"IM probably one of the most famous stockbrokers in the country today. $1
If you asked people to name five stockbrokers, I'd be one of the five."
It's none other than Jerry Rubin talking. Yes, that Jerry Rubin -- erstwhile leader of the Yippie movement, one of the Chicago Seven who disrupted the 1968 Democratic convention, who proclaimed the ultimate filial obscenity, "Kill your parents!" Jerry Rubin -- who with cohorts stormed the visitors' gallery of the New York Stock Exchange 13 years ago and threw dollar bills onto the floor to protest capitalism -- a famous stockbroker?
"Note, I didn't say one of the best stockbrokers; I said one whose name is most known," he said recently during an interview in his office at John Muir & Co. That understated publicity is typical of the new Jerry Rubin.
Last July he made sure the financial community -- no, the world at large -- didn't miss his latest incarnation. In an article on the Op-Ed page of the New York Times, he declared, "Welcome, Wall Street, here I come!" The radical of the '60s had finally decided that the power of the 80s lay in the boardrooms, not the streets. "Let's make millions of dollars together . . . . Let's make capitalism work for everyone," he exhorted.
He boasted of finding employment on "staid" Wall Street within a week. He described his job as "a securities analyst investigating new companies of the future, including those producing solar and other alternative energy sources. My task will be to find, analyze and develop financing and marketing plans for those entrepreneurial nonconglomerate companies that our society desperately needs."
Nine months later Jerry Rubin sits in his windowless office at 61 Broadway that he shares with three other people. His corner desk is cluttered. About him is the constant clatter of telephones, typewriters and conversation. Jerry Rubin, who once appeared at a congressional hearing hirsute and wearing war paint, beads and a plastic gun, is casually dressed in a gray sports jacket and tie, his hair and beard neatly trimmed. He speaks softly, at times almost inaudibly.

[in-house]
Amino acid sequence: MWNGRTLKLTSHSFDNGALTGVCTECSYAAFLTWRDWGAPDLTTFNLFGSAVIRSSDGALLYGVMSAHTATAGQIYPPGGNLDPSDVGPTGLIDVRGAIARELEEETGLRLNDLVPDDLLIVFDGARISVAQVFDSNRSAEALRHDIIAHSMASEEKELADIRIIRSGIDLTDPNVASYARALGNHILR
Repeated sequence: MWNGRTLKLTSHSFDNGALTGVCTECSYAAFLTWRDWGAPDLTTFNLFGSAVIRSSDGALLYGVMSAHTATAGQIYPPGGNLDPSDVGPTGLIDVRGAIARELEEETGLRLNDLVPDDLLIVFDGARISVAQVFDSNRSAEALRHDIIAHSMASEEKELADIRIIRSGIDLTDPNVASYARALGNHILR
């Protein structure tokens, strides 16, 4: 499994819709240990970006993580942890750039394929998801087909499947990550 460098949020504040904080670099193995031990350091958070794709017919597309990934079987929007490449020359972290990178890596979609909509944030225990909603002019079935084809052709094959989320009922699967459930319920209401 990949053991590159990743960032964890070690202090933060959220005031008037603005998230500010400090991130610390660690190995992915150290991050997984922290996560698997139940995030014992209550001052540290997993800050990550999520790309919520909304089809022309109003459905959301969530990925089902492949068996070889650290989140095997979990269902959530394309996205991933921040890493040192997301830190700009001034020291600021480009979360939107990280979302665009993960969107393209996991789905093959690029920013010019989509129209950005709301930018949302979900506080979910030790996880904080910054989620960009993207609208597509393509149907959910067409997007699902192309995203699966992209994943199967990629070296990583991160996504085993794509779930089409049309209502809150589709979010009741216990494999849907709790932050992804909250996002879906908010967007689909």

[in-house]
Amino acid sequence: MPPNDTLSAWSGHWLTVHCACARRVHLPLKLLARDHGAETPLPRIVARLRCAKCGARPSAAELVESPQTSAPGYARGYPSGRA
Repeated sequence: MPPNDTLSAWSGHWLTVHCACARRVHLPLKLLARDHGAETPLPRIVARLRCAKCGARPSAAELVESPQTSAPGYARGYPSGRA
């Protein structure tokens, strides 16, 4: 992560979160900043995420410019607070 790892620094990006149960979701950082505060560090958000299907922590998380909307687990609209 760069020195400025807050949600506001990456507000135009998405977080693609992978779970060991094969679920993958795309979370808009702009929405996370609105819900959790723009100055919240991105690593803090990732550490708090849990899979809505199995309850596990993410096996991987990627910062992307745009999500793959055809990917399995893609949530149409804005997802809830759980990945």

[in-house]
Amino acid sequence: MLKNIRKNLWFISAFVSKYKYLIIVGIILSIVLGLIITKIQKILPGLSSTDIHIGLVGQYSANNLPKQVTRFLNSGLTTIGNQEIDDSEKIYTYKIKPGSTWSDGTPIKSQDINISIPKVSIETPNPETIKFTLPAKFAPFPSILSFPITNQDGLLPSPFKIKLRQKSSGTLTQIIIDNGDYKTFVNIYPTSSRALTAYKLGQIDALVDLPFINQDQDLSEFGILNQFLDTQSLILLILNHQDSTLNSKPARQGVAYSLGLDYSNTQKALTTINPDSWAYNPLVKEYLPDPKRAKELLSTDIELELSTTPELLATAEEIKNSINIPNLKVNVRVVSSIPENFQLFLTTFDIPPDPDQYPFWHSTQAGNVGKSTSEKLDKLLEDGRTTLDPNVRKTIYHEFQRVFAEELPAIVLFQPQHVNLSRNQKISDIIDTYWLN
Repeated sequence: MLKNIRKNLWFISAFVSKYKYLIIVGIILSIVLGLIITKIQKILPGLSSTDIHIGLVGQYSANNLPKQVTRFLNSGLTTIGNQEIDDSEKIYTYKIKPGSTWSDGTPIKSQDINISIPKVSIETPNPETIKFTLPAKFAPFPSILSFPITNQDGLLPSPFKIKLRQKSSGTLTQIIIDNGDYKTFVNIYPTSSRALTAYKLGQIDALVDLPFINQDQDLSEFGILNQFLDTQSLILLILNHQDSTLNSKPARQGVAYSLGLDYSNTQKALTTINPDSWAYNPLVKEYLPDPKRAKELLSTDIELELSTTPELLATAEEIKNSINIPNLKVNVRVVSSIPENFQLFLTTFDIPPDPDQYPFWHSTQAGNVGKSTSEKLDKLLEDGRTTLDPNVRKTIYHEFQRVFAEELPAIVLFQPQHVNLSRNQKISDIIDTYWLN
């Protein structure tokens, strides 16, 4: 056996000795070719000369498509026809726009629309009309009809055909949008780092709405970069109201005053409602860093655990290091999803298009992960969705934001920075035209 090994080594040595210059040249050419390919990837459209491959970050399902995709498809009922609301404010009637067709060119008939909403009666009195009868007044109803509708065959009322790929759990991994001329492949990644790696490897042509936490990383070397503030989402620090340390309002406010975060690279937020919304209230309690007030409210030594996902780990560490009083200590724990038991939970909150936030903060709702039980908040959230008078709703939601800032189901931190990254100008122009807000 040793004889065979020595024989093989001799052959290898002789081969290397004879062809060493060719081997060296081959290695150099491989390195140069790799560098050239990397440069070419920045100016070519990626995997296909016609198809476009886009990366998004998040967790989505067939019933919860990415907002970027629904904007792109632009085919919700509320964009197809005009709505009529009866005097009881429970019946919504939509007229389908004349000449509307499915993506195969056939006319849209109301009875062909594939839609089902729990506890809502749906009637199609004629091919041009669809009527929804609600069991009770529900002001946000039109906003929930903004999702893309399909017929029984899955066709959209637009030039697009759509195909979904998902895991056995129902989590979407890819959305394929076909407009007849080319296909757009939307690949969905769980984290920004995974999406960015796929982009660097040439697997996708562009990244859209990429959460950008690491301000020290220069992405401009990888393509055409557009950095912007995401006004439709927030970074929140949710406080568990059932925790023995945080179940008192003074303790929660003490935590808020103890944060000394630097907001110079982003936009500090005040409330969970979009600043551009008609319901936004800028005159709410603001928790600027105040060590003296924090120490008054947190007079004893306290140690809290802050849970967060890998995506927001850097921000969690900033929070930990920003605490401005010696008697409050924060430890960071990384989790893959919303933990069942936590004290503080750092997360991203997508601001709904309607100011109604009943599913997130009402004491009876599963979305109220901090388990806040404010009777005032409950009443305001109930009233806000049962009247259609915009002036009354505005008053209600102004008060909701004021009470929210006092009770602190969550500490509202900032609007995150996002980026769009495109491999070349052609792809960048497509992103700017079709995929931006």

Rubin modestly explained that he had not set out to become a famous stockbroker, nor even work on Wall Street. But then he met Ray Dirks. Dirks is an equally controversial character who exposed the Equity Funding scandal, but not before he had alerted his clients to sell the stock, an action that caused the Securities and Exchange Commission to censure him. Dirks, whose middle name could be Publicity, is the driving force at Muir, a once strait-laced institution he turned around into an aggressive company seeking capital for small, mainly unusual ventures.It specializes in taking companies in the $5 million-to-$10 million range public. Last year Muir raised $150 million for 22 companies.
Dirks, according to his employe, recognized Rubin's talents as a "super salesman, a super marketer and a fantastic communicator."
Rubin's business card reads "venture banker," but that isn't a very accurate job description. In his own words, he does "everything from putting a bulletin board up on the wall so that people can communicate with one another, to doing a videotape on the company, to doing a television show, to helping our training desk get our stocks accepted by other companies.
"Also people call me up to give me proposals of companies that might want to go public. So I'm in charge of a lot of different things that flow through this desk."
Rubin, who had no previous financial training, went back to school and passed an exam to become a registered broker. He says he can do elementary analysis of companies, but leaves the complicated stuff to his more experienced colleagues. He sees himself in the future as a lecturer on venture capital, economics, the stock market.Rubin likes to characterize himself as an "entrepreneur." In a half-hour interview he used that word a dozen times.